In recent weeks we seem to have had a run of cars with clutch problems, that have been brought into our garage Pellon-Autocentre, here in Halifax UK. I think that most garages will have these runs of cars with different problems, sometimes it may be brake problems, and sometimes we have a run of exhaust pipes dropping of. This particular time it has been clutch
Yesterday was no exception? Sure enough first thing in the morning an AA transporter turned up on the forecourt with a silver car strapped to the back. The car was accompanied by an old customer of ours and when his Focus was unloaded he came into the reception to explain what had happened.
He told us that he had recently been working away down in the south of England. While he was away he had started to have problems with his clutch. He told us that one morning he was driving to work from his accommodation and called in for some diesel. When he arrived back at the car, the biting point of the clutch was very close to the car floor and the rest of the pedal was very sloppy and loose.
He managed to drive the car to his job, (he is a builder for an housing association, who own properties all over the UK, the head office is here in Halifax and he sometimes has to work away to help sort problems out), although he was having great difficulty selecting his gears. When he first bought the Focus about 18 months earlier he was told that the car had recently been fitted with a new clutch, and this was one of the reasons that he had bought the car, it appeared to be in good condition.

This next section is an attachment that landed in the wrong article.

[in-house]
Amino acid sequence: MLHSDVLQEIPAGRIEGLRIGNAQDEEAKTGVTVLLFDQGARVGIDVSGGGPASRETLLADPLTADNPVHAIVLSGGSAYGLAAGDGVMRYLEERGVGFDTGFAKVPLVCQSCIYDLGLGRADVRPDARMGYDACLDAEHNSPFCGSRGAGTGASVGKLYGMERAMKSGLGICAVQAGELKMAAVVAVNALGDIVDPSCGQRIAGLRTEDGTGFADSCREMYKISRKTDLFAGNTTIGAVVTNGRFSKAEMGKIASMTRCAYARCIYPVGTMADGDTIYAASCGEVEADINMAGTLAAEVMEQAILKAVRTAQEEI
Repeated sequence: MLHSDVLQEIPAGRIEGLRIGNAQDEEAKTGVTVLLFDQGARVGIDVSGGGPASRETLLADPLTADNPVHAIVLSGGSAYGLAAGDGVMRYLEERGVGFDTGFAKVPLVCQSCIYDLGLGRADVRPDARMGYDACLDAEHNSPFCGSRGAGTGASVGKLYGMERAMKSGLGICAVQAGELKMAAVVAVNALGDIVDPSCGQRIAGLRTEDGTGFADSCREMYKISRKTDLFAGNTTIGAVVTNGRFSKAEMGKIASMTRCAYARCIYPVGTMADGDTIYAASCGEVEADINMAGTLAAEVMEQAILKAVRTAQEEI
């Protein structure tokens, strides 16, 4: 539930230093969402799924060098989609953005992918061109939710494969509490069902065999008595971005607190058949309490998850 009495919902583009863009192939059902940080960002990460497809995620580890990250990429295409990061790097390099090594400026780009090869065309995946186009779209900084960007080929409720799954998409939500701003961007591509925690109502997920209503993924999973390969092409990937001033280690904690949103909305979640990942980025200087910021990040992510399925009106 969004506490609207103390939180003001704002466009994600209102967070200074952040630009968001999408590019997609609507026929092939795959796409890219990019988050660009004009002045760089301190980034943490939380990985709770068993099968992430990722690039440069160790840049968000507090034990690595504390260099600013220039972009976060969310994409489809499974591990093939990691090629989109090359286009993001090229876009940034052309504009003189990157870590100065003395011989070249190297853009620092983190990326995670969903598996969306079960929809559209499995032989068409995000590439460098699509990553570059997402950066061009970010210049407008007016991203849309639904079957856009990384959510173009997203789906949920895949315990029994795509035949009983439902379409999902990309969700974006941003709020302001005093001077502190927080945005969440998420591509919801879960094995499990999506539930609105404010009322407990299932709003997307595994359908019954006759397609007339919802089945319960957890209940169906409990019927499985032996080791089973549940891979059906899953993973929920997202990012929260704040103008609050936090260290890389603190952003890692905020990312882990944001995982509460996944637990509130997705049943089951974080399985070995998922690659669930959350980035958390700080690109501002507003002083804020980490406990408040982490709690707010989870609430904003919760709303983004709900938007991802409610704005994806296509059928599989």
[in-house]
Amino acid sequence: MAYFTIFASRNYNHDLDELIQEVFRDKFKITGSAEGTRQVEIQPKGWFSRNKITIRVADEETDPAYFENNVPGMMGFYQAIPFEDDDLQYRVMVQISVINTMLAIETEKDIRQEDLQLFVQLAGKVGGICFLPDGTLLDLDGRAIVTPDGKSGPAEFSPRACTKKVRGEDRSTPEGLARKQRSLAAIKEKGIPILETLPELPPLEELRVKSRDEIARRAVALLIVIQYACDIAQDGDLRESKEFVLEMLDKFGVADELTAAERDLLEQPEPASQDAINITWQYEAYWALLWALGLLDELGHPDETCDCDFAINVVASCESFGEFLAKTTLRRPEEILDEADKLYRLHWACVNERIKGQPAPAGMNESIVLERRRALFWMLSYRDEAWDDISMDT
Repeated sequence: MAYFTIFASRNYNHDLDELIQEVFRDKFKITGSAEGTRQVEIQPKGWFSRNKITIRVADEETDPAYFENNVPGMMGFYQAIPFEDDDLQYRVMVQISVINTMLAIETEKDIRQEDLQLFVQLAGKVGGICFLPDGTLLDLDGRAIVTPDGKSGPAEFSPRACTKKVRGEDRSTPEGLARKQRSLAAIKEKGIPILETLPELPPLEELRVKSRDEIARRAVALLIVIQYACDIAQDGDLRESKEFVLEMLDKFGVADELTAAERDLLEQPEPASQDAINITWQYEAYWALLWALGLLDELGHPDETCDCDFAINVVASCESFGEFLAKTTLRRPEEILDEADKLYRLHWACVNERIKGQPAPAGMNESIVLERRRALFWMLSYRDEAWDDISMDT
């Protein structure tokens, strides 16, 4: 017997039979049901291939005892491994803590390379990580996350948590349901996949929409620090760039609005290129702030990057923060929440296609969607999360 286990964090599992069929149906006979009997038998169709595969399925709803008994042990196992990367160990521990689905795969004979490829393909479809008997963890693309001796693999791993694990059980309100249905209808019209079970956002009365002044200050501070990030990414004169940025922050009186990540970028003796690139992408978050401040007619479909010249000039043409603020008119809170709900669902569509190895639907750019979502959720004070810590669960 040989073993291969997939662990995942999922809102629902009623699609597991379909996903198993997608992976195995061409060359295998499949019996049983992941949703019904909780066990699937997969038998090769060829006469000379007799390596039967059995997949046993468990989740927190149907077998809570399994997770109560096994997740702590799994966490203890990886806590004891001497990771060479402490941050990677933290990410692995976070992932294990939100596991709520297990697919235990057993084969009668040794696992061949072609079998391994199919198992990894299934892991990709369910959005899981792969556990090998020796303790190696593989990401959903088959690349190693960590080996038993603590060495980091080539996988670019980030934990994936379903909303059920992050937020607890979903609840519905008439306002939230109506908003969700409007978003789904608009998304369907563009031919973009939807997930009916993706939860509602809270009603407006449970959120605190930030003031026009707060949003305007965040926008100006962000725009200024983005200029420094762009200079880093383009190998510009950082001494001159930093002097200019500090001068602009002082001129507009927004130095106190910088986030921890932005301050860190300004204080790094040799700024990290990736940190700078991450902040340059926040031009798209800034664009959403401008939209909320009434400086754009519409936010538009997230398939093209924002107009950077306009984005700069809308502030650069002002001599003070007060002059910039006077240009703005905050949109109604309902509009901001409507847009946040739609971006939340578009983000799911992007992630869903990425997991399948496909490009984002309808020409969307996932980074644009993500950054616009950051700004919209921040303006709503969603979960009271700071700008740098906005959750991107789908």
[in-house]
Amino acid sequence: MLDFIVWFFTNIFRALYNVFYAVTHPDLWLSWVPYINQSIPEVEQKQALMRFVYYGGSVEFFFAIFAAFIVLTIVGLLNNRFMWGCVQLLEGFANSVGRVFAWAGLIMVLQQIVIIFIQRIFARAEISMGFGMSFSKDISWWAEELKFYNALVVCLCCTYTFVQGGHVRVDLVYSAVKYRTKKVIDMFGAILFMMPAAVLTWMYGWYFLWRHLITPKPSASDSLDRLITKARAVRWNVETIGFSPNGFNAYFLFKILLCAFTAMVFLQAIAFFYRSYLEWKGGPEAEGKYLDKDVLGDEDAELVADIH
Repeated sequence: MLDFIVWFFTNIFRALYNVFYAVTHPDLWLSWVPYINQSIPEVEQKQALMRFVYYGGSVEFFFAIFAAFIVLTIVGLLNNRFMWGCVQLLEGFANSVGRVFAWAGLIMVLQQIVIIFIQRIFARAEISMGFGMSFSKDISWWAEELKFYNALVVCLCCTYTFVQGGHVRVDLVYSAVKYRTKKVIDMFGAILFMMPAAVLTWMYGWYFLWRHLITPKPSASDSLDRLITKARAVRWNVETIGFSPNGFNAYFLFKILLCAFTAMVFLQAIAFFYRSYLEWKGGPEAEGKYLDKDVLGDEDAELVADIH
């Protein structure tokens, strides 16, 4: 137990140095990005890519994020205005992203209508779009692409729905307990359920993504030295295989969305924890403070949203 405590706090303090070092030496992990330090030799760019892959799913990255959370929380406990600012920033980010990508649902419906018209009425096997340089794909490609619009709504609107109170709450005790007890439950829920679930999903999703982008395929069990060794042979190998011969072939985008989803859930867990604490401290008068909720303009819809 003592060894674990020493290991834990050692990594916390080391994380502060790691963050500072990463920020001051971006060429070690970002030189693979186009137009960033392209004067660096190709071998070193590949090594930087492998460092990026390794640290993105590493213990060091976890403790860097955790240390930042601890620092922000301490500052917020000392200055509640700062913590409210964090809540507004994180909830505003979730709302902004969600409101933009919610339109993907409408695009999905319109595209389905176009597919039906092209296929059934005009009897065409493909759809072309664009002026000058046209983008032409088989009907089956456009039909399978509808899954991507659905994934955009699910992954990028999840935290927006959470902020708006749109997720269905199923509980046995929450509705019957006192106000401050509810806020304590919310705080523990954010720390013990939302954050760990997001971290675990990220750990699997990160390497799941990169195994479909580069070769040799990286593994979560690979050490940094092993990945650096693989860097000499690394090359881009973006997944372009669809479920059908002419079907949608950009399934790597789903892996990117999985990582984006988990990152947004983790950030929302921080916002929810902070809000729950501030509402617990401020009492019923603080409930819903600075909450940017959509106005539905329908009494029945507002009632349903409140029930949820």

He called out a local garage that topped up the slave cylinder and also told him that the clutch pedals on these Fords have a black plastic hinge type thing attached to it, which is what pushes the master cylinder in. This hinge is attached to the pedal by a metal rod. The hinge is held in by a clip and it is this clip that can come off causing the problem. This was sorted out by the garage and for a few days all appeared to be well with the Focus.
Ford Focus driver could smell clutch fluid?
He noticed a slight smell coming from the cars cab, but he did not know what it was, it was apparently clutch fluid that had leaked from his previous problem. The guy told us that after the
garage reportedly had sorted the Ford Focus 1.6 TDCi problem out then the car gear change was still a bit lumpy. After the job was complete the guy decided to risk it and drive the car back home to the North via the M1.
He decided to call in at the services for something to eat and a rest. On his return to the car, he found that once again the clutch pedal was down to the floor pan of the car, but unlike before there was no bite at all on the clutch. His company had provided their staff with AA breakdown cover, for their employees who travelled away to work, and so the guy promptly called the AA out to the services.
The AA man inspected the cars clutch cylinder to check the level, but soon noticed that the cylinder was empty of fluid. He said that the Ford was susceptible to these type of problems and diagnosed a broken master cylinder. There was nothing that he could do as far as road side assistance, and so he proceeded to load the car onto the back of his transporter in order to take the car to the garage of his choice, which was our garage in Halifax.